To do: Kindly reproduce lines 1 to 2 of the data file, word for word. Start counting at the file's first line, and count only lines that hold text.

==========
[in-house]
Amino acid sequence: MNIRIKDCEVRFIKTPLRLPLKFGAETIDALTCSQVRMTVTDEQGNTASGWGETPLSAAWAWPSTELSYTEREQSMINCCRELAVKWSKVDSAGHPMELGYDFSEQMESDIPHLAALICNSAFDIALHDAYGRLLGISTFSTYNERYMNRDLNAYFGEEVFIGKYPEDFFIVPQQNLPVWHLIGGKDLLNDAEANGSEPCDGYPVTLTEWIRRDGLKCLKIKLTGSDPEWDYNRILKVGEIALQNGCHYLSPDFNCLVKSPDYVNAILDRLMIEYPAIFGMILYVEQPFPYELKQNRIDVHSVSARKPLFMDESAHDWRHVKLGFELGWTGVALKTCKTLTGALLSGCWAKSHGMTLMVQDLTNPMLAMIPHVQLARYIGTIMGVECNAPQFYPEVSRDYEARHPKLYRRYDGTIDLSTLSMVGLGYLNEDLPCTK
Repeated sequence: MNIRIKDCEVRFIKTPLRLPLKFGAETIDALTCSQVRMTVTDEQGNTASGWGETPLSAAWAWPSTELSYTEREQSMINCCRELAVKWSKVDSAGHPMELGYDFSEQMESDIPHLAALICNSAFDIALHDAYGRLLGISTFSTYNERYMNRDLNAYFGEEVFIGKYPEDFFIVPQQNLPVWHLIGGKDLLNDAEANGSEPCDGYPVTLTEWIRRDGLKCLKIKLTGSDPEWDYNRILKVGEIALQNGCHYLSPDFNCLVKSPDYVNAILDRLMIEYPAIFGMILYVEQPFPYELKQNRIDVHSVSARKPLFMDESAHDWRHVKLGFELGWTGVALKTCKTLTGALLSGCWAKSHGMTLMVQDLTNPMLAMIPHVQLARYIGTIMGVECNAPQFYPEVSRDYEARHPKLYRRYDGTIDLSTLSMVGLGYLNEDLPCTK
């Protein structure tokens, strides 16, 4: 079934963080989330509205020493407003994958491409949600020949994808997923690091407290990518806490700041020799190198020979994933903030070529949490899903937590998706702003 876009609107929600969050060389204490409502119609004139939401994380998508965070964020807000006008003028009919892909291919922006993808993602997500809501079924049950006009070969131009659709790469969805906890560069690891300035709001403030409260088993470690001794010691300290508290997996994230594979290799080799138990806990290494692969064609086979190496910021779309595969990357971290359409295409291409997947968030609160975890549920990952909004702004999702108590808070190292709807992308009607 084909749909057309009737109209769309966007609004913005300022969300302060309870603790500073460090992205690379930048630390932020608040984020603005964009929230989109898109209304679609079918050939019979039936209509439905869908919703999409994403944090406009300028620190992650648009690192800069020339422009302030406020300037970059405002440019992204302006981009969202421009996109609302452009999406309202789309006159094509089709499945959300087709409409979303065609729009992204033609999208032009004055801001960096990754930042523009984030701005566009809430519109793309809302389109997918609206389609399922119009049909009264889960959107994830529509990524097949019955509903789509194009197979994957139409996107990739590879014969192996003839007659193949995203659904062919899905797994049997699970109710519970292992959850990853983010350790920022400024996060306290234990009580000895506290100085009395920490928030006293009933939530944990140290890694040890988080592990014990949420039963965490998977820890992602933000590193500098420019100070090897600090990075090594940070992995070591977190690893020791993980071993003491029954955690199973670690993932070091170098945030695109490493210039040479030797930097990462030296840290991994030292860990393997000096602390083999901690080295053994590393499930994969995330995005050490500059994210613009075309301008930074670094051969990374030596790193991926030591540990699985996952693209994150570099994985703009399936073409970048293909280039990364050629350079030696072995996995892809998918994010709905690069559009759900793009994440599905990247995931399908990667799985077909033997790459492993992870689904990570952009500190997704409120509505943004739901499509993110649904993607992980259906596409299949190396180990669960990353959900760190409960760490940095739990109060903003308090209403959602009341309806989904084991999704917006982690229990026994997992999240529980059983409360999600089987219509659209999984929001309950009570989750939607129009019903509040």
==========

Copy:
[in-house]
Amino acid sequence: MNIRIKDCEVRFIKTPLRLPLKFGAETIDALTCSQVRMTVTDEQGNTASGWGETPLSAAWAWPSTELSYTEREQSMINCCRELAVKWSKVDSAGHPMELGYDFSEQMESDIPHLAALICNSAFDIALHDAYGRLLGISTFSTYNERYMNRDLNAYFGEEVFIGKYPEDFFIVPQQNLPVWHLIGGKDLLNDAEANGSEPCDGYPVTLTEWIRRDGLKCLKIKLTGSDPEWDYNRILKVGEIALQNGCHYLSPDFNCLVKSPDYVNAILDRLMIEYPAIFGMILYVEQPFPYELKQNRIDVHSVSARKPLFMDESAHDWRHVKLGFELGWTGVALKTCKTLTGALLSGCWAKSHGMTLMVQDLTNPMLAMIPHVQLARYIGTIMGVECNAPQFYPEVSRDYEARHPKLYRRYDGTIDLSTLSMVGLGYLNEDLPCTK